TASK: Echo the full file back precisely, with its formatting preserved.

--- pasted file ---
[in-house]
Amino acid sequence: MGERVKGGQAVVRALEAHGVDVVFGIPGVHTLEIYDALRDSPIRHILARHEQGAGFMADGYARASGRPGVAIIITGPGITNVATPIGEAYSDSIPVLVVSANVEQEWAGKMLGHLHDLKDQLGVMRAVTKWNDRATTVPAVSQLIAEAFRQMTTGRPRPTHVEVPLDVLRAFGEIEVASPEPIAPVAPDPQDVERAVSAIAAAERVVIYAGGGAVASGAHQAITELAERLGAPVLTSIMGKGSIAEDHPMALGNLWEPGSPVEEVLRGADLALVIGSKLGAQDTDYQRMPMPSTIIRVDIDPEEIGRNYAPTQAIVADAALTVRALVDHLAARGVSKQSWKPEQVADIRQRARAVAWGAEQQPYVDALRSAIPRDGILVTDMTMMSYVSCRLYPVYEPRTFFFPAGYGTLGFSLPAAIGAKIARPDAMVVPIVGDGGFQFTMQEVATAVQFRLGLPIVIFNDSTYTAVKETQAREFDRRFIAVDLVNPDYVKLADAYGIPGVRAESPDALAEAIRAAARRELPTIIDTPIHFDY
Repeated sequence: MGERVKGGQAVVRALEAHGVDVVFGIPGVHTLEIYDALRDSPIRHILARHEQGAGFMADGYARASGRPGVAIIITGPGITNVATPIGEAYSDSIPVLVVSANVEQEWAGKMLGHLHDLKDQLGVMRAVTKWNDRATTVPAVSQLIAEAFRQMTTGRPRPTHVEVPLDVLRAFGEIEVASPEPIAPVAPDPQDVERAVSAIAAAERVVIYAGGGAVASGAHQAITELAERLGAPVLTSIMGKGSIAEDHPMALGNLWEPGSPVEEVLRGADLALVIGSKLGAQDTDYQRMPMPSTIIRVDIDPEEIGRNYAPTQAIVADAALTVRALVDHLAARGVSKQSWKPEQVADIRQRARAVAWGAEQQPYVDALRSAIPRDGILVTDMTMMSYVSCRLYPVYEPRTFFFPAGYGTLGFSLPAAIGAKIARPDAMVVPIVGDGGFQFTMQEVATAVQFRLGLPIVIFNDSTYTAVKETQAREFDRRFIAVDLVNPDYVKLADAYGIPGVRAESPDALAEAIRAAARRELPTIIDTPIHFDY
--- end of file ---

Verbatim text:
[in-house]
Amino acid sequence: MGERVKGGQAVVRALEAHGVDVVFGIPGVHTLEIYDALRDSPIRHILARHEQGAGFMADGYARASGRPGVAIIITGPGITNVATPIGEAYSDSIPVLVVSANVEQEWAGKMLGHLHDLKDQLGVMRAVTKWNDRATTVPAVSQLIAEAFRQMTTGRPRPTHVEVPLDVLRAFGEIEVASPEPIAPVAPDPQDVERAVSAIAAAERVVIYAGGGAVASGAHQAITELAERLGAPVLTSIMGKGSIAEDHPMALGNLWEPGSPVEEVLRGADLALVIGSKLGAQDTDYQRMPMPSTIIRVDIDPEEIGRNYAPTQAIVADAALTVRALVDHLAARGVSKQSWKPEQVADIRQRARAVAWGAEQQPYVDALRSAIPRDGILVTDMTMMSYVSCRLYPVYEPRTFFFPAGYGTLGFSLPAAIGAKIARPDAMVVPIVGDGGFQFTMQEVATAVQFRLGLPIVIFNDSTYTAVKETQAREFDRRFIAVDLVNPDYVKLADAYGIPGVRAESPDALAEAIRAAARRELPTIIDTPIHFDY
Repeated sequence: MGERVKGGQAVVRALEAHGVDVVFGIPGVHTLEIYDALRDSPIRHILARHEQGAGFMADGYARASGRPGVAIIITGPGITNVATPIGEAYSDSIPVLVVSANVEQEWAGKMLGHLHDLKDQLGVMRAVTKWNDRATTVPAVSQLIAEAFRQMTTGRPRPTHVEVPLDVLRAFGEIEVASPEPIAPVAPDPQDVERAVSAIAAAERVVIYAGGGAVASGAHQAITELAERLGAPVLTSIMGKGSIAEDHPMALGNLWEPGSPVEEVLRGADLALVIGSKLGAQDTDYQRMPMPSTIIRVDIDPEEIGRNYAPTQAIVADAALTVRALVDHLAARGVSKQSWKPEQVADIRQRARAVAWGAEQQPYVDALRSAIPRDGILVTDMTMMSYVSCRLYPVYEPRTFFFPAGYGTLGFSLPAAIGAKIARPDAMVVPIVGDGGFQFTMQEVATAVQFRLGLPIVIFNDSTYTAVKETQAREFDRRFIAVDLVNPDYVKLADAYGIPGVRAESPDALAEAIRAAARRELPTIIDTPIHFDY